TV critics declare reality TV dead.

TV critics declare reality TV dead.
At their annual conference, the nation’s TV critics unanimously voted to declare reality TV “really really over.” In-between sessions where they received promotional items and pre-written columns, the critics also voted to stick their fingers in their ears and close their eyes and go “na-na-na-na-na” every time anyone mentions one of the more than a dozen reality TV shows currently on the air. “Honestly, we’re tired of people far less talented and more stupider than us making more money than us and becoming famous just by eating worms and living without deodorant for weeks,” one critic told a wire service. “Plus, who watches those shows? Now, the sit-com–there’s a genre that’s taking off!”

Review: Married at First Sight

Marriage At First Sight

In an era of Tinder and Grindr, instant acceptance or dismissal of a potential partner, or instant sex with another body, Married at First Sight offers the thrill of watching strangers deal with the very basics of relationships.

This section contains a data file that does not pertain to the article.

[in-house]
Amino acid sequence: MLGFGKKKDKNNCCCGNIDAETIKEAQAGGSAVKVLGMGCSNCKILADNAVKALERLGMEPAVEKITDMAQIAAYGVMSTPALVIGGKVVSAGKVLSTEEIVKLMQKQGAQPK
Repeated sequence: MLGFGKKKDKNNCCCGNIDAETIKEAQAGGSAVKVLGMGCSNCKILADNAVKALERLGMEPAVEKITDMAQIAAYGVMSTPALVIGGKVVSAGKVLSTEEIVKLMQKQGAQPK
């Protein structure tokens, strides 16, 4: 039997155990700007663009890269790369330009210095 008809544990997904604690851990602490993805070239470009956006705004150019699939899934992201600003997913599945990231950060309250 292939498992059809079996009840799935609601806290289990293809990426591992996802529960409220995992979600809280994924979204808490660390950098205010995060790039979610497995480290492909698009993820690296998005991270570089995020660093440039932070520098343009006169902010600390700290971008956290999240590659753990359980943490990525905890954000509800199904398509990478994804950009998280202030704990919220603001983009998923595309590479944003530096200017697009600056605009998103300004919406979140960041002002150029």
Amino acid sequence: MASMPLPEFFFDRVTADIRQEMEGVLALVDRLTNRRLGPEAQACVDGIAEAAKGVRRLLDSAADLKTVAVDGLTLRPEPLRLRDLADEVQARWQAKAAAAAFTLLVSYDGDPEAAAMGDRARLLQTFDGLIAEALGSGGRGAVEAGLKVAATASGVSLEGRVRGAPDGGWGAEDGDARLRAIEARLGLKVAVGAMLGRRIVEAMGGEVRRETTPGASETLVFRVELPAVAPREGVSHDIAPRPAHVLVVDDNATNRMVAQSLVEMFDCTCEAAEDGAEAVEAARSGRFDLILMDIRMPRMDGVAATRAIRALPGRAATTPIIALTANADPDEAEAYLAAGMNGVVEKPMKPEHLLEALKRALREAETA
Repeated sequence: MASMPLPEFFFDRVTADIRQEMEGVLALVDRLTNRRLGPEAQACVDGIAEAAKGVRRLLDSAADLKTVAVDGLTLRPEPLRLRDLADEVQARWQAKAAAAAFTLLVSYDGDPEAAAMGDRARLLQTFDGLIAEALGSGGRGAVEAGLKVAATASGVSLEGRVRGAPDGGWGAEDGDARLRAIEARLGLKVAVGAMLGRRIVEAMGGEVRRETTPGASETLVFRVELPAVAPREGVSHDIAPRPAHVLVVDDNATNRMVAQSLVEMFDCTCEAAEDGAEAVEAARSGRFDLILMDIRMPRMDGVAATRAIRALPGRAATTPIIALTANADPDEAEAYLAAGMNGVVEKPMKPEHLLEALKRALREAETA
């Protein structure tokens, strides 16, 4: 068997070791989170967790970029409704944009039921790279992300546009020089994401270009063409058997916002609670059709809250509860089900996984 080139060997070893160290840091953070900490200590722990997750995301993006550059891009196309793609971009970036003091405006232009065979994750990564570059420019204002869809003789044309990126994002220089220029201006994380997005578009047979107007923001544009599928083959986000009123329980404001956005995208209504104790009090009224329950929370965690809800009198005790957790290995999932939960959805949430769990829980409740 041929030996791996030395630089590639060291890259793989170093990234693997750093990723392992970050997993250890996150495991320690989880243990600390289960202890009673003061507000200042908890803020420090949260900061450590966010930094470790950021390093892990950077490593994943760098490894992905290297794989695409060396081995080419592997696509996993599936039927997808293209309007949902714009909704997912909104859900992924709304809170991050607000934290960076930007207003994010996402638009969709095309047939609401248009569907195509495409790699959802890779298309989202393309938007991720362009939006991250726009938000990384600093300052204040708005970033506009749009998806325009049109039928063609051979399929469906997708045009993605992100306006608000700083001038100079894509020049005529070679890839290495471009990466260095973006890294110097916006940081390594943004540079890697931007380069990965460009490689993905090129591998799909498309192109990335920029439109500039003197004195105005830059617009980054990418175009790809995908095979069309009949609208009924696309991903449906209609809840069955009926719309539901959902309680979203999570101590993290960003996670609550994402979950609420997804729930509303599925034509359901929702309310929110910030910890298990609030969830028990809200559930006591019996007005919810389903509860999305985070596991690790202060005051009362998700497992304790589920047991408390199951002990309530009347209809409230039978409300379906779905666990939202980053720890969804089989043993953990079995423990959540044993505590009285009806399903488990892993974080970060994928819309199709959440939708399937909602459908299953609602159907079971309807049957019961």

Beyond the headline-grabbing premise, the series has turned out to be a stripped-down, authentic exploration of something very interesting. Read the full review.

about the writer

Andy Dehnart is a journalist who has covered reality television for more than 15 years and created reality blurred in 2000. A member of the Television Critics Association, his writing and criticism about television, culture, and media has appeared on NPR and in Playboy, Buzzfeed, and many other publications. Andy, 36, also directs the journalism program at Stetson University in Florida, where he teaches creative nonfiction and journalism. He has an M.F.A. in nonfiction writing and literature from Bennington College. More about reality blurred and Andy.